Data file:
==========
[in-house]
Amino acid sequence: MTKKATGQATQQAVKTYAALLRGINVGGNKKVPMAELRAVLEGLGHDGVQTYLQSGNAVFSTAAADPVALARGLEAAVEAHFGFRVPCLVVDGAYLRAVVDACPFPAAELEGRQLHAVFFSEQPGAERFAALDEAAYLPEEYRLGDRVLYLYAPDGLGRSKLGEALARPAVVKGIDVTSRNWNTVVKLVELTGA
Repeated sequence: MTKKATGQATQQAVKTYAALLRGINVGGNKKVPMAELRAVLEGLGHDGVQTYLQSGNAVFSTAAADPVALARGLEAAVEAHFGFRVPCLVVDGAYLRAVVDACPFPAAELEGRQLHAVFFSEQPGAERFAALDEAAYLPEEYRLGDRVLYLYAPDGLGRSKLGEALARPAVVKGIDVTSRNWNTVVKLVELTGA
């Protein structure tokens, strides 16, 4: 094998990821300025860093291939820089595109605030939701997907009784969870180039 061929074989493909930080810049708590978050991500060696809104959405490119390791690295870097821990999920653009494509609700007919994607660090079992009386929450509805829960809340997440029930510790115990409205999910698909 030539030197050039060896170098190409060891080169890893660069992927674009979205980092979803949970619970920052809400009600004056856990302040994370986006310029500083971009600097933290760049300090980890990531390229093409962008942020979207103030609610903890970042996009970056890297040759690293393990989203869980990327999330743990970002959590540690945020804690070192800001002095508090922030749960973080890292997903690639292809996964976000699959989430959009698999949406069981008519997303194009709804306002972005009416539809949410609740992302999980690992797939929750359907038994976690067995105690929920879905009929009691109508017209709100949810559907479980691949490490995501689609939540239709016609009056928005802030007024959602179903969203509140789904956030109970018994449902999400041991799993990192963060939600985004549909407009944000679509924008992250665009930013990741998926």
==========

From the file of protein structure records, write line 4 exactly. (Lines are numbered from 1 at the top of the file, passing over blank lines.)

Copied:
């Protein structure tokens, strides 16, 4: 094998990821300025860093291939820089595109605030939701997907009784969870180039 061929074989493909930080810049708590978050991500060696809104959405490119390791690295870097821990999920653009494509609700007919994607660090079992009386929450509805829960809340997440029930510790115990409205999910698909 030539030197050039060896170098190409060891080169890893660069992927674009979205980092979803949970619970920052809400009600004056856990302040994370986006310029500083971009600097933290760049300090980890990531390229093409962008942020979207103030609610903890970042996009970056890297040759690293393990989203869980990327999330743990970002959590540690945020804690070192800001002095508090922030749960973080890292997903690639292809996964976000699959989430959009698999949406069981008519997303194009709804306002972005009416539809949410609740992302999980690992797939929750359907038994976690067995105690929920879905009929009691109508017209709100949810559907479980691949490490995501689609939540239709016609009056928005802030007024959602179903969203509140789904956030109970018994449902999400041991799993990192963060939600985004549909407009944000679509924008992250665009930013990741998926």